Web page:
Analysis of dynamic tyrosine phosphoproteome in LFA-1 triggered migrating T-cells.
FREELEY, MICHAEL GERARD
VERMA, NAVIN KUMAR
KELLEHER, DERMOT P
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Citation:Verma NK, Dempsey E, Freeley M, Botting CH, Long A, Kelleher D, Volkov Y, Analysis of dynamic tyrosine phosphoproteome in LFA-1 triggered migrating T-cells., Journal of Cellular Physiology, 226, 6, 2011, 1489 1498
The ordered, directional migration of T-lymphocytes is a key process during immune surveillance and response. This requires cell adhesion to the high endothelial venules or to the extracellular matrix by a series of surface receptor/ligand interactions involving adhesion molecules of the integrin family including lymphocyte function associated molecule-1 (LFA-1) and intercellular adhesion molecules (ICAMs). Reversible protein phosphorylation is emerging as a key player in the regulation of biological functions with tyrosine phosphorylation playing a crucial role in signal transduction. Thus, the study of this type of post-translational modification at the proteomic level has great biological significance. In this work, phospho-enriched cell lysates from LFA-1-triggered migrating human T-cells were subjected to immunoaffinity purification of tyrosine phosphorylated proteins, mass spectrometric, and bioinformatic analysis. In addition to the identification of several well-documented proteins, the analysis suggested involvement of a number of new and novel proteins in LFA-1 induced T-cell migration. This dataset expands the list of the signaling components of the LFA-1 induced phosphotyrosine protein complexes in migrating T-cells that will be extremely useful in the study of their specific roles within LFA-1 associated signaling pathways. Identification of proteins previously not reported in the context of LFA-1 stimulated signal transduction might provide new insights into understanding the LFA-1 signaling networks and aid in the search for new potential therapeutic targets.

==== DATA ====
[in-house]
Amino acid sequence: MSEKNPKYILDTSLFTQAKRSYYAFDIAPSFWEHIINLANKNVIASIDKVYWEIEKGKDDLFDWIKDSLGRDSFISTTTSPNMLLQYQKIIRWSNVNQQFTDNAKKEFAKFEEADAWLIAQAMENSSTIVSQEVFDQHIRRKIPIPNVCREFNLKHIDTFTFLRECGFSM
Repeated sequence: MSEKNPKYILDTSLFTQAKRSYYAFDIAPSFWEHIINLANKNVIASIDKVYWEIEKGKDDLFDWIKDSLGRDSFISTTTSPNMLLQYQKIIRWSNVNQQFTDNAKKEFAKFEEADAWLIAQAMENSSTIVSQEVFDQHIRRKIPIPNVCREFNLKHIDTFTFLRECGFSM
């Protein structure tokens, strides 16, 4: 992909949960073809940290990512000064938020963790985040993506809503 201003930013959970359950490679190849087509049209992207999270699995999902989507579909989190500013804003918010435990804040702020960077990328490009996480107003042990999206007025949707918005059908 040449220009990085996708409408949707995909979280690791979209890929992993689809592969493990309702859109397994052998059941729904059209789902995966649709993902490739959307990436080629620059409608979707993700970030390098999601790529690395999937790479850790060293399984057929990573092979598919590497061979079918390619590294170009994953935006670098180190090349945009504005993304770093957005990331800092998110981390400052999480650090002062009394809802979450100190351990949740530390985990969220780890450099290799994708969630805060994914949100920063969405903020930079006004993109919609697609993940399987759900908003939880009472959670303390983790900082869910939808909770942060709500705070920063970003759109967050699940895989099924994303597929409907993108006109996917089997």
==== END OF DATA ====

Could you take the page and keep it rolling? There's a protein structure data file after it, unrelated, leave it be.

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Higher Education Authority
Series/Report no:Journal of Cellular Physiology